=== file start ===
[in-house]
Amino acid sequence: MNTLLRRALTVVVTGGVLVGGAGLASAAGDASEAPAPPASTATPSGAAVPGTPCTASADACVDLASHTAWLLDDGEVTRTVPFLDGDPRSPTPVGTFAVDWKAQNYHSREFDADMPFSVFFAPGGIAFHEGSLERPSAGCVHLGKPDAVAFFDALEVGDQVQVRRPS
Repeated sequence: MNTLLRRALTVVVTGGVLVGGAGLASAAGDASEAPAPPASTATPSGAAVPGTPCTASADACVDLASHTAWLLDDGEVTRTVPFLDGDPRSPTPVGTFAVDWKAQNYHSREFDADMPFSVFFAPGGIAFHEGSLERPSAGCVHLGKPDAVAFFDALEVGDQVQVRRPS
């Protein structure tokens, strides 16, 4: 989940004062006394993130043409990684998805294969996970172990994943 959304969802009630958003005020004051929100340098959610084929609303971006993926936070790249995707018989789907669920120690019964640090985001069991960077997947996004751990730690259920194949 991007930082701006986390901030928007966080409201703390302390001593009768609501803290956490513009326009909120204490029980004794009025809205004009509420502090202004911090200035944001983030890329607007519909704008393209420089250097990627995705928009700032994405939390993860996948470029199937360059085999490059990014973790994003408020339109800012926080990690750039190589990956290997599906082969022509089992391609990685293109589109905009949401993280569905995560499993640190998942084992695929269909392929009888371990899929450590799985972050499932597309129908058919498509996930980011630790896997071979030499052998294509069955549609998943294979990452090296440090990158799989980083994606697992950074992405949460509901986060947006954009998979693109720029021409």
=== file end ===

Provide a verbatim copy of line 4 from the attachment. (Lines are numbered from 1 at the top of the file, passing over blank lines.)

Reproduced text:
């Protein structure tokens, strides 16, 4: 989940004062006394993130043409990684998805294969996970172990994943 959304969802009630958003005020004051929100340098959610084929609303971006993926936070790249995707018989789907669920120690019964640090985001069991960077997947996004751990730690259920194949 991007930082701006986390901030928007966080409201703390302390001593009768609501803290956490513009326009909120204490029980004794009025809205004009509420502090202004911090200035944001983030890329607007519909704008393209420089250097990627995705928009700032994405939390993860996948470029199937360059085999490059990014973790994003408020339109800012926080990690750039190589990956290997599906082969022509089992391609990685293109589109905009949401993280569905995560499993640190998942084992695929269909392929009888371990899929450590799985972050499932597309129908058919498509996930980011630790896997071979030499052998294509069955549609998943294979990452090296440090990158799989980083994606697992950074992405949460509901986060947006954009998979693109720029021409």